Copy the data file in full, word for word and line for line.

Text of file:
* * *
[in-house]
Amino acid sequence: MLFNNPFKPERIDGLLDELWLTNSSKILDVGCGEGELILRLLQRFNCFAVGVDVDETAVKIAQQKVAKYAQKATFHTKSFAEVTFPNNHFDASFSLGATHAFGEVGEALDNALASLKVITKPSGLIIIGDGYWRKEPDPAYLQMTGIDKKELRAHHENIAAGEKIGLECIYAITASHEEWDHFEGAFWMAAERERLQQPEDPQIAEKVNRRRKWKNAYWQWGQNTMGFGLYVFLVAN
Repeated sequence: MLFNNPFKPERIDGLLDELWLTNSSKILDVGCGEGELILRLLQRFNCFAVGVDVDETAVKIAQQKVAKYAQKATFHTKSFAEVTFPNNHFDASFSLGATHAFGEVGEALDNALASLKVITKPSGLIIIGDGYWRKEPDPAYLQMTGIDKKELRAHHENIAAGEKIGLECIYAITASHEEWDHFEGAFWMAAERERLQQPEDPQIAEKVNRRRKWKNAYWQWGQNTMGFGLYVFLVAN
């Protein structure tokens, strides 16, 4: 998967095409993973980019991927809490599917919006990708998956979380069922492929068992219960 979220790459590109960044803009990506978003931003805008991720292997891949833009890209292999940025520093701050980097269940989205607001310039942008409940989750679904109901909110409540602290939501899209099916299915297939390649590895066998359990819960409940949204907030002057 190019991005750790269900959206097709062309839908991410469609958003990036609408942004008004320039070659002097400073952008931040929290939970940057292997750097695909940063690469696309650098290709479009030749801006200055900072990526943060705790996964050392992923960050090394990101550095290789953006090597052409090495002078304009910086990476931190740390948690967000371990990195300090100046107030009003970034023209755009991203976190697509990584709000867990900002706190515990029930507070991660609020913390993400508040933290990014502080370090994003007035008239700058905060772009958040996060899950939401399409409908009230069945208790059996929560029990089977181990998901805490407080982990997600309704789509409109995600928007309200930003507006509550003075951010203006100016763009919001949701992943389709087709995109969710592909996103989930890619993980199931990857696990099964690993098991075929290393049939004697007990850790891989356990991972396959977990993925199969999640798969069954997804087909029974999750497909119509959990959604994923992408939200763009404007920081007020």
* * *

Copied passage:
[in-house]
Amino acid sequence: MLFNNPFKPERIDGLLDELWLTNSSKILDVGCGEGELILRLLQRFNCFAVGVDVDETAVKIAQQKVAKYAQKATFHTKSFAEVTFPNNHFDASFSLGATHAFGEVGEALDNALASLKVITKPSGLIIIGDGYWRKEPDPAYLQMTGIDKKELRAHHENIAAGEKIGLECIYAITASHEEWDHFEGAFWMAAERERLQQPEDPQIAEKVNRRRKWKNAYWQWGQNTMGFGLYVFLVAN
Repeated sequence: MLFNNPFKPERIDGLLDELWLTNSSKILDVGCGEGELILRLLQRFNCFAVGVDVDETAVKIAQQKVAKYAQKATFHTKSFAEVTFPNNHFDASFSLGATHAFGEVGEALDNALASLKVITKPSGLIIIGDGYWRKEPDPAYLQMTGIDKKELRAHHENIAAGEKIGLECIYAITASHEEWDHFEGAFWMAAERERLQQPEDPQIAEKVNRRRKWKNAYWQWGQNTMGFGLYVFLVAN
């Protein structure tokens, strides 16, 4: 998967095409993973980019991927809490599917919006990708998956979380069922492929068992219960 979220790459590109960044803009990506978003931003805008991720292997891949833009890209292999940025520093701050980097269940989205607001310039942008409940989750679904109901909110409540602290939501899209099916299915297939390649590895066998359990819960409940949204907030002057 190019991005750790269900959206097709062309839908991410469609958003990036609408942004008004320039070659002097400073952008931040929290939970940057292997750097695909940063690469696309650098290709479009030749801006200055900072990526943060705790996964050392992923960050090394990101550095290789953006090597052409090495002078304009910086990476931190740390948690967000371990990195300090100046107030009003970034023209755009991203976190697509990584709000867990900002706190515990029930507070991660609020913390993400508040933290990014502080370090994003007035008239700058905060772009958040996060899950939401399409409908009230069945208790059996929560029990089977181990998901805490407080982990997600309704789509409109995600928007309200930003507006509550003075951010203006100016763009919001949701992943389709087709995109969710592909996103989930890619993980199931990857696990099964690993098991075929290393049939004697007990850790891989356990991972396959977990993925199969999640798969069954997804087909029974999750497909119509959990959604994923992408939200763009404007920081007020």